Senator John J. Flanagan (R,C-East Northport) announced that the Senate acted on legislation requiring the lifetime registration of sex offenders to prevent sexual predators from coming off the State sex offender registry later this month.
"Parents have the right to know if a dangerous sex offender is living in their neighborhood especially since the rate of recidivism among these individuals is among the highest of any category of criminal," said Senator John J. Flanagan. "We cannot allow these dangerous offenders to blend back into society simply because ten years has passed. This legislation will keep our neighborhoods better informed and protected from the predators who prey on the most vulnerable members of our communities -- our children."
Currently, most sex offenders are only required to register for ten years. On January 21, 2006, the 10th anniversary of the effective date of New York State’s sex offender registry, 168 sex offenders will be dropped from the registry because they have met the 10-year mandate to keep police posted of their whereabouts. Hundreds more will drop off the sex offender registry each month thereafter, totaling over 3,500 offenders by the end of 2006.
"Megan’s Law was truly one of the ground breaking criminal justice measures in the history of New York State, but as we approach the tenth anniversary knowing that hundreds of convicted sex offenders are about to drop from the registry, it is clear that we must take immediate action to prevent that from happening and ensure our communities are kept safe," said Senator Flanagan.
The Senators were joined at a news conference by Laura Ahearn, Executive Director of "Parents For Megan’s Law," a group of concerned citizens advocating for tougher sex offender laws.
"Legislative action must be taken immediately to prevent thousands of convicted sex offenders from vanishing off of the Registry. Without immediate legislative intervention, sexual predators will be allowed to go about completely unnoticed in our communities. They could be coaching your child, selling them ice cream or working in a toy store and parents or employers would never know," said Laura A. Ahearn.
Mark Lunsford, whose 9-year old daughter Jessica was murdered by a convicted sex offender in Florida last year, was scheduled to attend, but could not make it due a family emergency.
In a statement, Lunsford said: "I would like to thank the New York State Senate for their commitment to making the Megan’s Law registry permanent and for moving forward with increased penalties on sex offenders. It is important that the State Assembly act upon these bills and not wait for federal legislation. While I am committed to enacting a federal Jessica’s Law in Washington, there are differences between the two bills in the House of Representatives and United States Senate that have yet to be resolved. New York should not wait for the federal government to settle their differences and I will be back to Albany to lobby for these changes," Lunsford concluded.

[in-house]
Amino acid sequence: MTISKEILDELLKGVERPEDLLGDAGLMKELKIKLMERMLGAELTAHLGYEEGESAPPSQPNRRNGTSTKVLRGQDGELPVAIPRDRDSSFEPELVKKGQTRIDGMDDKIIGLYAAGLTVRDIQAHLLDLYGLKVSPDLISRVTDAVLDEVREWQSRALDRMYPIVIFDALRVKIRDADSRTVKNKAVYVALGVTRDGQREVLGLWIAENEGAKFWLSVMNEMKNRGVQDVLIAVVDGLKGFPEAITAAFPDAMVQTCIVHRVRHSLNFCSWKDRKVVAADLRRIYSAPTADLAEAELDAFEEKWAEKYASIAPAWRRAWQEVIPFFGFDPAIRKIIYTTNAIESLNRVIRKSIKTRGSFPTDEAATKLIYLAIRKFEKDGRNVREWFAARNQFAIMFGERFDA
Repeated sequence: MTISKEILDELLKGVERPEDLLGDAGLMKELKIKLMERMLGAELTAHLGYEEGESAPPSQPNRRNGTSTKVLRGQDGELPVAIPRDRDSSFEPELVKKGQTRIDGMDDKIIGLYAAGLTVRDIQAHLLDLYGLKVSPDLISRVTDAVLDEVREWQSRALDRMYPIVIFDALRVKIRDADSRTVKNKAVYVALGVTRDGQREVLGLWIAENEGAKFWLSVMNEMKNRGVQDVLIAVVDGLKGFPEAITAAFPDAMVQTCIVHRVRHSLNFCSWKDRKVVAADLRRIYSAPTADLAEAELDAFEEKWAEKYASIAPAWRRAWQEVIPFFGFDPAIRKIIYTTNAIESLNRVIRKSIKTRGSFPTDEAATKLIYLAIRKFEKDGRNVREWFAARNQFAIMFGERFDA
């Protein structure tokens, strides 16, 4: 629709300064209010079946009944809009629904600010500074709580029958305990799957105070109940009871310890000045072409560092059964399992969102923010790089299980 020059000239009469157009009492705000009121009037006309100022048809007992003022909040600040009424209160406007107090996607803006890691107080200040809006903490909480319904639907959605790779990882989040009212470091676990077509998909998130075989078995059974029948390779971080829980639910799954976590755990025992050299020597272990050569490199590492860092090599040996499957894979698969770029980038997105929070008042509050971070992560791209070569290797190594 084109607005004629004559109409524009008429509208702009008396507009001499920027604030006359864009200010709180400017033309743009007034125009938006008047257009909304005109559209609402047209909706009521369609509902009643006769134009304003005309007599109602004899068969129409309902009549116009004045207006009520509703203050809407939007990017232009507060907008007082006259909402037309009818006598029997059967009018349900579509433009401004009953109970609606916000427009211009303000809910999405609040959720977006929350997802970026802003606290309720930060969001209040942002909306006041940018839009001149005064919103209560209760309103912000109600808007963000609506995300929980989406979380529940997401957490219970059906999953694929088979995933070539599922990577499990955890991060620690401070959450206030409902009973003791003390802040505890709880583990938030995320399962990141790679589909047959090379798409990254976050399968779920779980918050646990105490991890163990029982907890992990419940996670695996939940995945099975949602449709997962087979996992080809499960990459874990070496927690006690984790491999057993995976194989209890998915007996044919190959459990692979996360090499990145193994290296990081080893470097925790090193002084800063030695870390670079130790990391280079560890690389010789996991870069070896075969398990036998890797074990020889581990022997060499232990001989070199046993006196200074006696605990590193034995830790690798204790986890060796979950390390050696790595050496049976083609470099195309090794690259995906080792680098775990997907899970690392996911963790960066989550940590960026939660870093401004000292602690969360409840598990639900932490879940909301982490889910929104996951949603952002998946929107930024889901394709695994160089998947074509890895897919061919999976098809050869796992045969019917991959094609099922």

The bill acted on by the State Senate would mandate lifetime registration for all levels of sex offenders. The bill does include a provision that would allow certain level one offenders to petition for a relief of duty to register after a minimum of twenty years.
This legislation is the first step in a series of bills the Senate will act on this month to toughen New York’s sex offender laws. Next week, the Senate plans to act on legislation that would provide for the civil commitment of sexually violent predators after they’ve completed their prison sentence in order to protect the public from criminals likely to commit repeated acts of sexual violence.
"In addition to preventing known sex offenders from coming off the registry we must act on larger issues that include stronger penalties for sex offenders, better community notification when an offender moves into your neighborhood, and using GPS tracking to better monitor offenders’ movements," said Senator Flanagan.
Next week, the Senate plans to act on legislation that would:
> prohibit sex offenders from being employed in a job that involves substantial contact with children (S.204, Senator Maziarz);
> require sex offenders to verify their address annually on the sex offender registry (S.481, Senator Skelos);
> increase the penalties for failing to register as a sex offender (S.483, Senator Skelos);
> make information about all registered sex offenders available online and allow visitors to the site to register to receive e-mail notification when a sex offender moves into a resident’s zip code (S.496-A, Senator Skelos);
> make failure to appear at the determination hearing a violation (S.1169, Senator Skelos);
> establish a uniform mandatory dissemination practice among law enforcement agencies (S.1323-B, Senator Nozzolio);
> restrict level three sex offenders from residing within one-quarter mile of any school or licensed day care facility (S.4025, Senator Alesi);
> require level three sex offenders to be monitored by GPS devices (S.4656-B, Senator Bonacic);
> enact the "tenth anniversary, twenty-first century omnibus sex offender registration reform act," which would strengthen Megan’s Law in 25 ways (S.4793-B, Senator Skelos); and
> require sex offenders to verify their registry information twice a year (S.5404, Senator Skelos).